As the NBA world waits for the Brooklyn Nets to announce if and when Kyrie Irving will return from his suspension, many are speaking out in support of Irving’s return as the suspension for sharing an antisemitic film on social media has become indefinite.
Last week, Los Angeles Lakers star LeBron James voiced his opinion, saying the seven-time All-Star should be allowed to return to the court after apologizing to the Jewish community following his suspension of “at least five games.”
NBA Hall of Famer Charles Barkley also believes Irving should be allowed to return to the court while supporting the Nets’ decision to suspend the seven-time All-Star.
“People have the right to feel and say what they want to,” Barkley said on CNN. “We have freedom of speech, but there are repercussions when you say certain things.
“I don’t know Kyrie Irving. I don’t know if he’s a good guy or a bad guy. I think he’s been suspended – rightfully so – and I think he should come back and play in the NBA.
While Barkley believes that Irving should be allowed to return to the basketball court, he also noted that “free speech” does not come without consequences.
“This thing with free speech has really gotten out of hand, Don [Lemon],” Barkley said. “You can’t just go around insulting people just because it’s freedom of speech.”
When asked by Lemon if this constituted “cancel culture,” Barkley pushed back on the term.
“I don’t like using the term ‘cancel culture’ because I don’t want anyone canceled,” Barkley responded. “But you should be called to the carpet if you said something wrong. I don’t believe somebody should lose their job or things like that. But you should be called out of you said something stupid.”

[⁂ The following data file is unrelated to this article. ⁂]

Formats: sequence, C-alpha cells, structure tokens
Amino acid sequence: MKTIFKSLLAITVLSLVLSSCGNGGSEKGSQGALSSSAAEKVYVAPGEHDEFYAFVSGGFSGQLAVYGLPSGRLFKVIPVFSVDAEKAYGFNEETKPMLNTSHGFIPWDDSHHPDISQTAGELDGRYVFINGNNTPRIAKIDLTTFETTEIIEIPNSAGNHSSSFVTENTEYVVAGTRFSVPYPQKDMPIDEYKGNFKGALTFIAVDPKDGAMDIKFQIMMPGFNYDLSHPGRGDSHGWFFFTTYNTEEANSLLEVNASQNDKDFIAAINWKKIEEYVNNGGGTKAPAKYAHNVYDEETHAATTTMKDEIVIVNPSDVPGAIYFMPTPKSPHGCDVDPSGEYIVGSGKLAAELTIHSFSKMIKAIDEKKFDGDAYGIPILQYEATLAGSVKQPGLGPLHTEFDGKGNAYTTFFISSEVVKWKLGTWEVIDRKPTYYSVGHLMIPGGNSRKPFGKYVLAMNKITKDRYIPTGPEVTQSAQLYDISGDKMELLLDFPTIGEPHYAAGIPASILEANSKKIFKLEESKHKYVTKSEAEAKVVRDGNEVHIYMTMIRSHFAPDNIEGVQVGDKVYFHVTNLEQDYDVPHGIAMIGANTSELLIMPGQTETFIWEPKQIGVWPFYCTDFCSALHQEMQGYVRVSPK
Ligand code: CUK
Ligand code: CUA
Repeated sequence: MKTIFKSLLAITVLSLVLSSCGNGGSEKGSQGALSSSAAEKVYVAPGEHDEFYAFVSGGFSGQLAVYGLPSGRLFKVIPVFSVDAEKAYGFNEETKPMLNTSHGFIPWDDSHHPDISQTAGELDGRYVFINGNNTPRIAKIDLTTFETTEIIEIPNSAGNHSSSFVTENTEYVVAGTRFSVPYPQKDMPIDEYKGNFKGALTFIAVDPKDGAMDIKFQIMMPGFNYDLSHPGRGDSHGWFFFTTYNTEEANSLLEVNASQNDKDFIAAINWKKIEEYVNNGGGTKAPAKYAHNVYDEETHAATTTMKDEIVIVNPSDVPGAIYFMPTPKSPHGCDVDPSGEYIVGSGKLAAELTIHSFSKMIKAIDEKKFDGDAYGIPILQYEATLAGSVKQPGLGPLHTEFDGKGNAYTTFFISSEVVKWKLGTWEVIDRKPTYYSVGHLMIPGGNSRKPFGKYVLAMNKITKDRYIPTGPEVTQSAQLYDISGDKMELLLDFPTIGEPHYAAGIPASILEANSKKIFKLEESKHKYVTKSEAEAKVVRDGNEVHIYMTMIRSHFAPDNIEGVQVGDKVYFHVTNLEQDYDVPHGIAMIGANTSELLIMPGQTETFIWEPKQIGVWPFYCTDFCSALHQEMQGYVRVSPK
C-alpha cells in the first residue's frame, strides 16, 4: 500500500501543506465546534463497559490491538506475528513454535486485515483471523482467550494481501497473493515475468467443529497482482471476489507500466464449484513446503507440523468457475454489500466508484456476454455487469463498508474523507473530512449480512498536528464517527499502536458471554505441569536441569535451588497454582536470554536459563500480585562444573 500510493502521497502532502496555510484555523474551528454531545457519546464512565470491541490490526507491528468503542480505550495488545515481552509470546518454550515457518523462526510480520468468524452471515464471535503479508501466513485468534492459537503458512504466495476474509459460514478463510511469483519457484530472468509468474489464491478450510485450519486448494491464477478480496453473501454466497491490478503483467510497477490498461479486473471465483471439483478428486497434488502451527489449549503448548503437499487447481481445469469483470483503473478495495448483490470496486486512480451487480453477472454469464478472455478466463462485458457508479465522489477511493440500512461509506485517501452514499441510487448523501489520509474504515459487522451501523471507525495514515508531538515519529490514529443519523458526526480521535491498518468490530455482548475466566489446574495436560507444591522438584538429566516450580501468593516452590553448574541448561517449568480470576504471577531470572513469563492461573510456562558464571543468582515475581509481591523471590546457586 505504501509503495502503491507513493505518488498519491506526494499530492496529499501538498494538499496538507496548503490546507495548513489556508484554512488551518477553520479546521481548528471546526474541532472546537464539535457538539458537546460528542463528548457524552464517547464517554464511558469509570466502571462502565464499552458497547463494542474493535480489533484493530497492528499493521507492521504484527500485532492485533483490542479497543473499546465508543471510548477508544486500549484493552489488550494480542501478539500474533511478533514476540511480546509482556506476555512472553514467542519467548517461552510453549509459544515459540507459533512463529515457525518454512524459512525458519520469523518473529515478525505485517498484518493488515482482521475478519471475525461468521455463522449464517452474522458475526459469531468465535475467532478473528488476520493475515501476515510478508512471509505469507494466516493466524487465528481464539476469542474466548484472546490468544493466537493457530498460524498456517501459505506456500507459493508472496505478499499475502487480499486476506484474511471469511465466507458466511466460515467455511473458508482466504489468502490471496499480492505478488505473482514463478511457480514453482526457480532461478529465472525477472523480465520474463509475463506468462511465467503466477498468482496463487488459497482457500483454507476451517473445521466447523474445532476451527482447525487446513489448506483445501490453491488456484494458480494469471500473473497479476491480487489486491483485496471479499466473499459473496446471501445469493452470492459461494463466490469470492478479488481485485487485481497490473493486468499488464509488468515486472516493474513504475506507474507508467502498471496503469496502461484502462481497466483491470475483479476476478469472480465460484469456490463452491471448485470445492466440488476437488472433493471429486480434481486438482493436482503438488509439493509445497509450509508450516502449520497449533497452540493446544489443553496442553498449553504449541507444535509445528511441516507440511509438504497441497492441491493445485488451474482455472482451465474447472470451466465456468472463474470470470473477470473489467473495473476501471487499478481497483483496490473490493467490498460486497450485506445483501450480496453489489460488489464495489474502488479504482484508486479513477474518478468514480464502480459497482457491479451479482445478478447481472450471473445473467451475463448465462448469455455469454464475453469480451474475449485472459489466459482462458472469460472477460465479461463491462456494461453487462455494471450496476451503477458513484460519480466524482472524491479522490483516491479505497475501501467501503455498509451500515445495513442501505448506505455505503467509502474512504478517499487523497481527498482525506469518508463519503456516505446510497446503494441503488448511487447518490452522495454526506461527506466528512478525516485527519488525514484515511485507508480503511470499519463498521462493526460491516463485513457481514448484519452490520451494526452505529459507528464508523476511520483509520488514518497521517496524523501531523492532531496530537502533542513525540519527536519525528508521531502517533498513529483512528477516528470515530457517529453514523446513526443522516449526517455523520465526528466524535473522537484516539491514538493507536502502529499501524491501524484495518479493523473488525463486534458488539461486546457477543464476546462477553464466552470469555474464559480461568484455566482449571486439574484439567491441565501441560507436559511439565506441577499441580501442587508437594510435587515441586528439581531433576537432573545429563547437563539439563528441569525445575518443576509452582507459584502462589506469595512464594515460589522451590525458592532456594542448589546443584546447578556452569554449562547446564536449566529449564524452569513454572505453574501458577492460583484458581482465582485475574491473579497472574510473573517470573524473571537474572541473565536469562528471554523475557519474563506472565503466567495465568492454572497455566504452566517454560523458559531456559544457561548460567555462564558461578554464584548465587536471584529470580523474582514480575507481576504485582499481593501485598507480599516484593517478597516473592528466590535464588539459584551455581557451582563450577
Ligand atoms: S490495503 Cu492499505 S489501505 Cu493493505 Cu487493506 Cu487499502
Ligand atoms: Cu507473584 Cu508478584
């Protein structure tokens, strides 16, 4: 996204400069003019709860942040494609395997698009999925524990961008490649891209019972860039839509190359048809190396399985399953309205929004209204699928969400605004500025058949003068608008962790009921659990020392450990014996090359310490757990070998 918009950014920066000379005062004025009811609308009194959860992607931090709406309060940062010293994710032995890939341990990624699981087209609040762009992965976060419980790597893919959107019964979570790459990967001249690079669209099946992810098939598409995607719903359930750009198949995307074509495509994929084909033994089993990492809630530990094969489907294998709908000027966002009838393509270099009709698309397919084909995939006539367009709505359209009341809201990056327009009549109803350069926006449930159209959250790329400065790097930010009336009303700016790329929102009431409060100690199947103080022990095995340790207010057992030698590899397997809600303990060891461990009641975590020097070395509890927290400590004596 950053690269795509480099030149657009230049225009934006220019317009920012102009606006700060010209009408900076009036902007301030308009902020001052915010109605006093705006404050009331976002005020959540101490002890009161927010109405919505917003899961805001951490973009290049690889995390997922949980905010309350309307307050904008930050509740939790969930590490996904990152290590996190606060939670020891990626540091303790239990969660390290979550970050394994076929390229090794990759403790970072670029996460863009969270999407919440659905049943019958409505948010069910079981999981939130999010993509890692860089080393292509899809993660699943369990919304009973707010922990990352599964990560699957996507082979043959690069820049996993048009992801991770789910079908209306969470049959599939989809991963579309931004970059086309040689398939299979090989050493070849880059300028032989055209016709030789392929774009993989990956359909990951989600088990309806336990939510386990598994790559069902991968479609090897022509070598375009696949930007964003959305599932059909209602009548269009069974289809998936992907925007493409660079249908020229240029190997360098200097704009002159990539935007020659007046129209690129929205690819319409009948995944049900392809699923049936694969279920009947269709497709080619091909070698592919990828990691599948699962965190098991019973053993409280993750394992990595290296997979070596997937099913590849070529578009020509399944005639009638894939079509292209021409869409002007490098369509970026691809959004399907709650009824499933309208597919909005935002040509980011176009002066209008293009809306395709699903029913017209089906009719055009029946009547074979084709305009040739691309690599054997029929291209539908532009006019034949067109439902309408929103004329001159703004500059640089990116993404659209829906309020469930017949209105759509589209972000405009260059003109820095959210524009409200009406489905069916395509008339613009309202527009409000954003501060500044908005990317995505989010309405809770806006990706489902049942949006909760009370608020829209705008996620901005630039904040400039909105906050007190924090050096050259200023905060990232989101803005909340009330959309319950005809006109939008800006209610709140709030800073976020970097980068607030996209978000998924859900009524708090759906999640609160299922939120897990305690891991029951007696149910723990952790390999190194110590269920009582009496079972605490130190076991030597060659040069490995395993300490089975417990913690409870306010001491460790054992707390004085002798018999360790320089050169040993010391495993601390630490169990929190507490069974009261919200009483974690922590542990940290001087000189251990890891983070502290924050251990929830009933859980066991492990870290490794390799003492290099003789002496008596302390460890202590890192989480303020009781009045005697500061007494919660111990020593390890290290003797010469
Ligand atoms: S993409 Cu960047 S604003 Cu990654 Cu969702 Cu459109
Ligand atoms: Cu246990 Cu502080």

“I’ve been called out many times and I have no problem with that. But I hate the term ‘cancel culture’ because very few people are canceled.”
The Nets have reportedly required Irving to complete six tasks before he’s able to return to the court.
Those steps reportedly include completing antisemitic/anti-hate training and sitting down with representatives from the Anti-Defamation League and Jewish community leaders in Brooklyn.
Last week, the National Basketball Players Association told its members Irving has spoken with team, league, and union officials recently and is hoping for a resolution “very soon,” according to an email obtained by ESPN.
It was also reported that there is “no momentum” for Irving to return to the floor during the Nets’ four-game road trip, which concludes at the Portland Trail Blazers Nov. 17.